Boolean Operators Exercise

In case you get stuck anywhere, don't be afraid to ask the coaches! They are here to help and will gladly explain everything to you!

Take notes during the exercises. Even if you never look at them again, they will help you memorise things!

The following exercises might be a bit dry, but the concept you’ll be practising is quite important in the daily life of a programmer. So bear with it, there are more interesting exercises to come! ;)

  1. Imagine the condition is part of your code, like this:

    if condition
      puts "A"
      puts "B"

    Also, the following variables are given:

    list = [2, 3, 4]
    title = "Ruby Monstas"

    Analyse the following conditions and note their return value, like in the first row. Also write down what the code would execute in the if statement above.

    Fill this out without programming anything. Just think it through in your head. After that, you can check your answers with IRB.

    condition result (return value) puts …
    1 < 2 true A
    list.length == 3    
    "test" == 1    
    true || false    
    true && false    
    1 < 2 || 1 > 2    
    list.length > 3 && title.length == 12    
    !(list.length == 3)    
    !(list[1] == 3 || 10 != 12)    
    1 == 1 && (!("testing" == 1 || 1 == 0))    
    3 != 4 && !("A" != "a" || "Ruby" == "Ruby")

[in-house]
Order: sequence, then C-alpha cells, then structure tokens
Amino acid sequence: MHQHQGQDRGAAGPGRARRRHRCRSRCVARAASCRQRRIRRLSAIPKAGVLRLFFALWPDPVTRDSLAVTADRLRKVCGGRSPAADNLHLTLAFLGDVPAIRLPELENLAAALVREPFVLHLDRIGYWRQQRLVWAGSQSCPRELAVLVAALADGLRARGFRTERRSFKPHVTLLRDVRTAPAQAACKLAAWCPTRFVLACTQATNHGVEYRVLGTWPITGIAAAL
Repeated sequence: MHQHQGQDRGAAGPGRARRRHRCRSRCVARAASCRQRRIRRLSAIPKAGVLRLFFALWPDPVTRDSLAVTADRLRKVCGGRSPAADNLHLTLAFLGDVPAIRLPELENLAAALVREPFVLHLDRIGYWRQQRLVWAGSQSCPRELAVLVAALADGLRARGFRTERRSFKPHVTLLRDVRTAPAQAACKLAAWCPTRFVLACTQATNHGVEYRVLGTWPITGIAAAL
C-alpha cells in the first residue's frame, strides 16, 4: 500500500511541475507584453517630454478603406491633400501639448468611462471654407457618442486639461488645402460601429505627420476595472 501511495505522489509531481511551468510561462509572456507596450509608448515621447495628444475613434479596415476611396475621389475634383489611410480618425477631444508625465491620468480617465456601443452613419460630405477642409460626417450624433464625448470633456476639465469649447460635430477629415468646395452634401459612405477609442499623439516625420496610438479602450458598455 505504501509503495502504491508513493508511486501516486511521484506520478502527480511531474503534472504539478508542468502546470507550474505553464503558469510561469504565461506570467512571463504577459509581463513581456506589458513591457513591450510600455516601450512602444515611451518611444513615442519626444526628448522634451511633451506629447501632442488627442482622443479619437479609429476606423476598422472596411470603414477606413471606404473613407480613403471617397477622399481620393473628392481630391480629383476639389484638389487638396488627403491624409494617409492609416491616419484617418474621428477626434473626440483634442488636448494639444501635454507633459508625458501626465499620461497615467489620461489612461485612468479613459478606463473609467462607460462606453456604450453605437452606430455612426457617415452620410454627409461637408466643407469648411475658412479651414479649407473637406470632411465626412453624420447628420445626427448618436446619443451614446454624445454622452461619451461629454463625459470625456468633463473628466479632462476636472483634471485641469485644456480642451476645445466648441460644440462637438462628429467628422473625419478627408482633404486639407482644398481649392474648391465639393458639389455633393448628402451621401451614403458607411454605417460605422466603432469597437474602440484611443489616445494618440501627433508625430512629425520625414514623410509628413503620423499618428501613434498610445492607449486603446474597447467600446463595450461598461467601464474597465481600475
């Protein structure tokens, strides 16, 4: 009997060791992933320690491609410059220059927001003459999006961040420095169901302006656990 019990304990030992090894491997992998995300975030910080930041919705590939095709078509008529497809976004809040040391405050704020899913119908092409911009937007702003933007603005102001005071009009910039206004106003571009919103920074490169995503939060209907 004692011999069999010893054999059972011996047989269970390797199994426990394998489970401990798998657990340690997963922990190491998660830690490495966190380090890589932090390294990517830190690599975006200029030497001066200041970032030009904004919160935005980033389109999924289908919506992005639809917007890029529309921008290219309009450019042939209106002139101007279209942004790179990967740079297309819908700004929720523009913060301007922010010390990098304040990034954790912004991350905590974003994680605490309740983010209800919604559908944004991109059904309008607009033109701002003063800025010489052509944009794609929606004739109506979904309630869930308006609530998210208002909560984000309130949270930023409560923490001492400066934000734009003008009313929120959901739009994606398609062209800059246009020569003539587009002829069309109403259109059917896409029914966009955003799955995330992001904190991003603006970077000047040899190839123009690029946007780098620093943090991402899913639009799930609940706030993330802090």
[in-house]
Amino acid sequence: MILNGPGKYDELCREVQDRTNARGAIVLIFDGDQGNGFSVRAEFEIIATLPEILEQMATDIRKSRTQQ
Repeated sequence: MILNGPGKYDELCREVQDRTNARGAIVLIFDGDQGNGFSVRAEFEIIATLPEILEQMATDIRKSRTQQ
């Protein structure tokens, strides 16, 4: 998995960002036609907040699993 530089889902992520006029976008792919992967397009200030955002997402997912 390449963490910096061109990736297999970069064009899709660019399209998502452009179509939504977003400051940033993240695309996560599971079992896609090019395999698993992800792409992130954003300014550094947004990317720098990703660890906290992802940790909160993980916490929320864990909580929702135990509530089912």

2. The following is a so-called truth table. For more examples of truth tables, refer to this session’s cheat sheet.

    We have two variables called one and two. These are the input of our truth table. The third column contains the output of our truth table. E.g. for the inputs one = true and two = false, the condition results in true.

    Input one Input two Output
    false false false
    true false true
    false true true
    true true false
    1. How would you describe the output of this truth table with words? When is it true and when is it false?

    2. Write a formula that satisfies this truth table. You are only allowed to use these elements:

      • one
      • two
      • &&
      • ||
      • !
      • parentheses: ()

      For example: !one || two

  3. Consider this boolean expression:

    false && x

    You can tell what the result will be without knowing the value of x. Why?

  4. Write methods for the boolean operators ||, && and !. Here are the method signatures, just fill in the bodies:

    def my_not(a)
      # your code goes here
    def my_and(a, b)
      # your code goes here
    def my_or(a, b)
      # your code goes here

    You can test your implementation by running

    puts my_not(my_and(my_or(true, false), my_or(false, true)))

    Your program should output false as a result.